Thousands of tourists visit certain Antarctic sites each year, generating a wide variety of environmental impacts. Scientific knowledge of human activities and their impacts can help in the effective design of management measures and impact mitigation. We present a case study from Barrientos Island in which a management measure was originally put in place with the goal of minimizing environmental impacts but resulted in new undesired impacts. Two alternative footpaths used by tourist groups were compared. Both affected extensive moss carpets that cover the middle part of the island and that are very vulnerable to trampling. The first path has been used by tourists and scientists since over a decade and is a marked route that is clearly visible. The second one was created more recently. Several physical and biological indicators were measured in order to assess the environmental conditions for both paths. Some physical variables related to human impact were lower for the first path (e.g. soil penetration resistance and secondary treads), while other biochemical and microbiological variables were higher for the second path (e.g. β-glucosidase and phosphatase activities, soil respiration). Moss communities located along the new path were also more diverse and sensitive to trampling. Soil biota (Collembola) was also more abundant and richer. These data indicate that the decision to adopt the second path did not lead to the reduction of environmental impacts as this path runs over a more vulnerable area with more outstanding biological features (e.g. microbiota activity, flora and soil fauna diversity). In addition, the adoption of a new route effectively doubles the human footprint on the island. We propose using only the original path that is less vulnerable to the impacts of trampling. Finally from this process, we identify several key issues that may be taken into account when carrying out impact assessment and environmental management decision-making in the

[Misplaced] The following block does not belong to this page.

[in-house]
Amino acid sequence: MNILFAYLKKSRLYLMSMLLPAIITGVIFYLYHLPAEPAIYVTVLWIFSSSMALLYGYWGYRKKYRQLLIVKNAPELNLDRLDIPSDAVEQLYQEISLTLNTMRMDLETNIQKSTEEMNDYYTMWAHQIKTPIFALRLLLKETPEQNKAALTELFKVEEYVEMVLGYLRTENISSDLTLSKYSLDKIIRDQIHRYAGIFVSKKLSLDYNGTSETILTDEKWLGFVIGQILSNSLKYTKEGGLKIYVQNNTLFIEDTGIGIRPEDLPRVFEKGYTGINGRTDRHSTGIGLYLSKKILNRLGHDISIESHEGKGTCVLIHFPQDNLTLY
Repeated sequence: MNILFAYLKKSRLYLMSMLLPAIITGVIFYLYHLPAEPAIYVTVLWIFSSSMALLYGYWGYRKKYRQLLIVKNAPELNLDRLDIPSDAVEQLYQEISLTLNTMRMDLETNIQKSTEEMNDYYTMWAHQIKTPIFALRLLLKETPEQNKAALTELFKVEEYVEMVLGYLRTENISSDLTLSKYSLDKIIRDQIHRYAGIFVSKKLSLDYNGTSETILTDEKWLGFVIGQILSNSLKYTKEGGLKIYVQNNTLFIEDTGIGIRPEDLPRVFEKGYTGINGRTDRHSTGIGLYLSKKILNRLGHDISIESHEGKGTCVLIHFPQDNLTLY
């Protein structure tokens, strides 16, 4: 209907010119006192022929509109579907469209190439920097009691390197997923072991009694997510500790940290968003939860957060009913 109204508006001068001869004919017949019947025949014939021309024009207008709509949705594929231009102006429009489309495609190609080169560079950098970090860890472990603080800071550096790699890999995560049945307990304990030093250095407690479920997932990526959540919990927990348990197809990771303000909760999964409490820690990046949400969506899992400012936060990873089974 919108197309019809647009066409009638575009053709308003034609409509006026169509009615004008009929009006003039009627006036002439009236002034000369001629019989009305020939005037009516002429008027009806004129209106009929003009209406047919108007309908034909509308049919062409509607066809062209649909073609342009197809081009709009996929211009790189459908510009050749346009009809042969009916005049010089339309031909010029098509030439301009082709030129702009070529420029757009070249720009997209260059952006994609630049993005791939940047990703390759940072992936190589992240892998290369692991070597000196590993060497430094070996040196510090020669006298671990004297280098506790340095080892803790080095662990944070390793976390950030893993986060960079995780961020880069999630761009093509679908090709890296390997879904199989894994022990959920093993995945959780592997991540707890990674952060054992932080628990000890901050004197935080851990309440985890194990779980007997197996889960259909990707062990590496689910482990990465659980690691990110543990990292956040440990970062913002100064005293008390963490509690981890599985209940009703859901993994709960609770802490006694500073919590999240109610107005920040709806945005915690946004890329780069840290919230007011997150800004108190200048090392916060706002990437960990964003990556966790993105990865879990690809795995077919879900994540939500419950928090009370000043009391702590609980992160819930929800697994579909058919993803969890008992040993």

18. Controls on turbulent mixing on the West Antarctic Peninsula shelf

    Science.gov (United States)

    Brearley, J. Alexander; Meredith, Michael P.; Naveira Garabato, Alberto C.; Venables, Hugh J.; Inall, Mark E.

    2017-05-01